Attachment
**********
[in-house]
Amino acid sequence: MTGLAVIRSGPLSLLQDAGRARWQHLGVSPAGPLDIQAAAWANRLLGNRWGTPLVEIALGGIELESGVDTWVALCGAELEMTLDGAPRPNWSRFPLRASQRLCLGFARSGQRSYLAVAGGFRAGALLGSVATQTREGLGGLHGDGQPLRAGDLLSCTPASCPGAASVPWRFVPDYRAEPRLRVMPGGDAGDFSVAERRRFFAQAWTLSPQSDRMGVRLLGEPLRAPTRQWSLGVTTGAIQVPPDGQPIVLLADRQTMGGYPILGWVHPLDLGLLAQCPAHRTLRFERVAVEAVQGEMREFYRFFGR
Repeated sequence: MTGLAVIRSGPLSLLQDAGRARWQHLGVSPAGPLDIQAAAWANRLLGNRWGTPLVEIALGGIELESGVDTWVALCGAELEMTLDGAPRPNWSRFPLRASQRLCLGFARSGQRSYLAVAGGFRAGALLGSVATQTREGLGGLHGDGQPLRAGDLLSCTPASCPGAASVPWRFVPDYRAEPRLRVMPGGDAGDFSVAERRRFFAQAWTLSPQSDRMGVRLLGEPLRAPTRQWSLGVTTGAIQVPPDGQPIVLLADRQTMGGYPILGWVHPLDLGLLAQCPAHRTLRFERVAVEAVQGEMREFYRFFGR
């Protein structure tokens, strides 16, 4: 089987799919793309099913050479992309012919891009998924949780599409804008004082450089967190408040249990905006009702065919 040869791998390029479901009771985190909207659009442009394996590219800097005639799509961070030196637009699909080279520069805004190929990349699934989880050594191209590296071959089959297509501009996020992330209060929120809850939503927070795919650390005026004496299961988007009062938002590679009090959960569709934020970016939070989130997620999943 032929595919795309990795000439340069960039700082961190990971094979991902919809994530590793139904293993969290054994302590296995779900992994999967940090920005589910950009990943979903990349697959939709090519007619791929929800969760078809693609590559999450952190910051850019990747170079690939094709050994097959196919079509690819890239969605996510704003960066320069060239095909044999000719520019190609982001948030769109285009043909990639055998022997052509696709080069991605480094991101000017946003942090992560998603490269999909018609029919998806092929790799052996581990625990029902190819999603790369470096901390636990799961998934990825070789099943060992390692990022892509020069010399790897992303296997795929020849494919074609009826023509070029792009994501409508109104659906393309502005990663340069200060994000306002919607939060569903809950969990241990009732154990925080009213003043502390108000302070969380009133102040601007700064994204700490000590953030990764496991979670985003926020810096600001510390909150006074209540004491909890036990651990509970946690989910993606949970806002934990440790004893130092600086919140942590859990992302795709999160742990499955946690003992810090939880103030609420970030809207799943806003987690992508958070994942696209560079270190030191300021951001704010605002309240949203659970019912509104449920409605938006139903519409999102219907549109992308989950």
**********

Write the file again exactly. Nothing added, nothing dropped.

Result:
[in-house]
Amino acid sequence: MTGLAVIRSGPLSLLQDAGRARWQHLGVSPAGPLDIQAAAWANRLLGNRWGTPLVEIALGGIELESGVDTWVALCGAELEMTLDGAPRPNWSRFPLRASQRLCLGFARSGQRSYLAVAGGFRAGALLGSVATQTREGLGGLHGDGQPLRAGDLLSCTPASCPGAASVPWRFVPDYRAEPRLRVMPGGDAGDFSVAERRRFFAQAWTLSPQSDRMGVRLLGEPLRAPTRQWSLGVTTGAIQVPPDGQPIVLLADRQTMGGYPILGWVHPLDLGLLAQCPAHRTLRFERVAVEAVQGEMREFYRFFGR
Repeated sequence: MTGLAVIRSGPLSLLQDAGRARWQHLGVSPAGPLDIQAAAWANRLLGNRWGTPLVEIALGGIELESGVDTWVALCGAELEMTLDGAPRPNWSRFPLRASQRLCLGFARSGQRSYLAVAGGFRAGALLGSVATQTREGLGGLHGDGQPLRAGDLLSCTPASCPGAASVPWRFVPDYRAEPRLRVMPGGDAGDFSVAERRRFFAQAWTLSPQSDRMGVRLLGEPLRAPTRQWSLGVTTGAIQVPPDGQPIVLLADRQTMGGYPILGWVHPLDLGLLAQCPAHRTLRFERVAVEAVQGEMREFYRFFGR
């Protein structure tokens, strides 16, 4: 089987799919793309099913050479992309012919891009998924949780599409804008004082450089967190408040249990905006009702065919 040869791998390029479901009771985190909207659009442009394996590219800097005639799509961070030196637009699909080279520069805004190929990349699934989880050594191209590296071959089959297509501009996020992330209060929120809850939503927070795919650390005026004496299961988007009062938002590679009090959960569709934020970016939070989130997620999943 032929595919795309990795000439340069960039700082961190990971094979991902919809994530590793139904293993969290054994302590296995779900992994999967940090920005589910950009990943979903990349697959939709090519007619791929929800969760078809693609590559999450952190910051850019990747170079690939094709050994097959196919079509690819890239969605996510704003960066320069060239095909044999000719520019190609982001948030769109285009043909990639055998022997052509696709080069991605480094991101000017946003942090992560998603490269999909018609029919998806092929790799052996581990625990029902190819999603790369470096901390636990799961998934990825070789099943060992390692990022892509020069010399790897992303296997795929020849494919074609009826023509070029792009994501409508109104659906393309502005990663340069200060994000306002919607939060569903809950969990241990009732154990925080009213003043502390108000302070969380009133102040601007700064994204700490000590953030990764496991979670985003926020810096600001510390909150006074209540004491909890036990651990509970946690989910993606949970806002934990440790004893130092600086919140942590859990992302795709999160742990499955946690003992810090939880103030609420970030809207799943806003987690992508958070994942696209560079270190030191300021951001704010605002309240949203659970019912509104449920409605938006139903519409999102219907549109992308989950």